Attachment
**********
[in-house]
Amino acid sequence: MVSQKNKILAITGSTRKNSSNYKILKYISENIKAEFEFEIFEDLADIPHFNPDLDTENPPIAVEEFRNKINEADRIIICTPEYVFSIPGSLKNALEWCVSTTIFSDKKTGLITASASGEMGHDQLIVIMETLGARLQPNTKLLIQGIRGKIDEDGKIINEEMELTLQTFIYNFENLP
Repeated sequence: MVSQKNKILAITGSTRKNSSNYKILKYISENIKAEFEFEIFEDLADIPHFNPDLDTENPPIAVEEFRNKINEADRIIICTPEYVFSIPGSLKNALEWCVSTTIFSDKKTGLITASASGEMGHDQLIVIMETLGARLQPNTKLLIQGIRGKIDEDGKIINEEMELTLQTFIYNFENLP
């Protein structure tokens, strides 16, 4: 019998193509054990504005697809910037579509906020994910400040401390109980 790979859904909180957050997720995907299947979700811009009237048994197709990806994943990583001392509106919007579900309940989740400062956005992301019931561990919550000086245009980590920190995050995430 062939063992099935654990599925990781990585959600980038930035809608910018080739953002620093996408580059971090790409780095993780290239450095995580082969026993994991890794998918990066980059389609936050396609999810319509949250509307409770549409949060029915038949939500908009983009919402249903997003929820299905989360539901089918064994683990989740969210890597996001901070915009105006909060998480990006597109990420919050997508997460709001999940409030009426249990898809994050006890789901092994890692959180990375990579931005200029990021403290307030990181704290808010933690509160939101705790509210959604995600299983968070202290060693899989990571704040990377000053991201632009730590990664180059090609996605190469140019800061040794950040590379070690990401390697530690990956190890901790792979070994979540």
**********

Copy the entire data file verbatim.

[in-house]
Amino acid sequence: MVSQKNKILAITGSTRKNSSNYKILKYISENIKAEFEFEIFEDLADIPHFNPDLDTENPPIAVEEFRNKINEADRIIICTPEYVFSIPGSLKNALEWCVSTTIFSDKKTGLITASASGEMGHDQLIVIMETLGARLQPNTKLLIQGIRGKIDEDGKIINEEMELTLQTFIYNFENLP
Repeated sequence: MVSQKNKILAITGSTRKNSSNYKILKYISENIKAEFEFEIFEDLADIPHFNPDLDTENPPIAVEEFRNKINEADRIIICTPEYVFSIPGSLKNALEWCVSTTIFSDKKTGLITASASGEMGHDQLIVIMETLGARLQPNTKLLIQGIRGKIDEDGKIINEEMELTLQTFIYNFENLP
């Protein structure tokens, strides 16, 4: 019998193509054990504005697809910037579509906020994910400040401390109980 790979859904909180957050997720995907299947979700811009009237048994197709990806994943990583001392509106919007579900309940989740400062956005992301019931561990919550000086245009980590920190995050995430 062939063992099935654990599925990781990585959600980038930035809608910018080739953002620093996408580059971090790409780095993780290239450095995580082969026993994991890794998918990066980059389609936050396609999810319509949250509307409770549409949060029915038949939500908009983009919402249903997003929820299905989360539901089918064994683990989740969210890597996001901070915009105006909060998480990006597109990420919050997508997460709001999940409030009426249990898809994050006890789901092994890692959180990375990579931005200029990021403290307030990181704290808010933690509160939101705790509210959604995600299983968070202290060693899989990571704040990377000053991201632009730590990664180059090609996605190469140019800061040794950040590379070690990401390697530690990956190890901790792979070994979540």